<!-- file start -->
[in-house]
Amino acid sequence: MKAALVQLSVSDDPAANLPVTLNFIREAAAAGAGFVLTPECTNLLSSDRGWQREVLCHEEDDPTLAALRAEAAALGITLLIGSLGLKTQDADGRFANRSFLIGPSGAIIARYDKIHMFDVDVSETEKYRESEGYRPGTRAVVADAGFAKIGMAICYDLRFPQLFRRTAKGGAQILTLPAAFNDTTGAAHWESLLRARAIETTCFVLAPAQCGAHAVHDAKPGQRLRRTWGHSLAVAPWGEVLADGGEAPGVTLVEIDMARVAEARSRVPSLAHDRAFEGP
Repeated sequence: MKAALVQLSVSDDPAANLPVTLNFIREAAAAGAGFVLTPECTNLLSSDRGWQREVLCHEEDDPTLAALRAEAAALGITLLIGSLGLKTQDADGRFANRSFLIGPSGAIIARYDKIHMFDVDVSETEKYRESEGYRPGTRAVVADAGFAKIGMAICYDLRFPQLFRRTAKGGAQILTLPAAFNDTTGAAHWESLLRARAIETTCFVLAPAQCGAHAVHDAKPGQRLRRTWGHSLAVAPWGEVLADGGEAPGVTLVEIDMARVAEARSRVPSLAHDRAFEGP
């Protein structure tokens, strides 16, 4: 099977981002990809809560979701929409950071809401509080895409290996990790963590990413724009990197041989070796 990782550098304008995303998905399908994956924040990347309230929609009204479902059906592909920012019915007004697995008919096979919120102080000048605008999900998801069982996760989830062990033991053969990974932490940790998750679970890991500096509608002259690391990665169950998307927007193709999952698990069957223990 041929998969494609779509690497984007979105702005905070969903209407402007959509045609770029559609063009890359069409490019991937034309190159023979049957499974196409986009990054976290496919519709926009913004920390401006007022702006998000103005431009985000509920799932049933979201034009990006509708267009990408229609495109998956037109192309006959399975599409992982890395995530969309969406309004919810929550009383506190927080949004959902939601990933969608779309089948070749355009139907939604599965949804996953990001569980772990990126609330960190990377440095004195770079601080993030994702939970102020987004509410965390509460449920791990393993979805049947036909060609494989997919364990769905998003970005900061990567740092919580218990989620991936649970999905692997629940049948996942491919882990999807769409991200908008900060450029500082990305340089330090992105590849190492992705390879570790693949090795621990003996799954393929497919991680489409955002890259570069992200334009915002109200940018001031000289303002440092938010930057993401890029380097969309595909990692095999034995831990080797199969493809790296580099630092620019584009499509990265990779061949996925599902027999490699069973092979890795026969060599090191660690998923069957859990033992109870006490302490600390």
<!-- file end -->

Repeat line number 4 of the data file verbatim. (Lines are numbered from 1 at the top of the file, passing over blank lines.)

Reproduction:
């Protein structure tokens, strides 16, 4: 099977981002990809809560979701929409950071809401509080895409290996990790963590990413724009990197041989070796 990782550098304008995303998905399908994956924040990347309230929609009204479902059906592909920012019915007004697995008919096979919120102080000048605008999900998801069982996760989830062990033991053969990974932490940790998750679970890991500096509608002259690391990665169950998307927007193709999952698990069957223990 041929998969494609779509690497984007979105702005905070969903209407402007959509045609770029559609063009890359069409490019991937034309190159023979049957499974196409986009990054976290496919519709926009913004920390401006007022702006998000103005431009985000509920799932049933979201034009990006509708267009990408229609495109998956037109192309006959399975599409992982890395995530969309969406309004919810929550009383506190927080949004959902939601990933969608779309089948070749355009139907939604599965949804996953990001569980772990990126609330960190990377440095004195770079601080993030994702939970102020987004509410965390509460449920791990393993979805049947036909060609494989997919364990769905998003970005900061990567740092919580218990989620991936649970999905692997629940049948996942491919882990999807769409991200908008900060450029500082990305340089330090992105590849190492992705390879570790693949090795621990003996799954393929497919991680489409955002890259570069992200334009915002109200940018001031000289303002440092938010930057993401890029380097969309595909990692095999034995831990080797199969493809790296580099630092620019584009499509990265990779061949996925599902027999490699069973092979890795026969060599090191660690998923069957859990033992109870006490302490600390």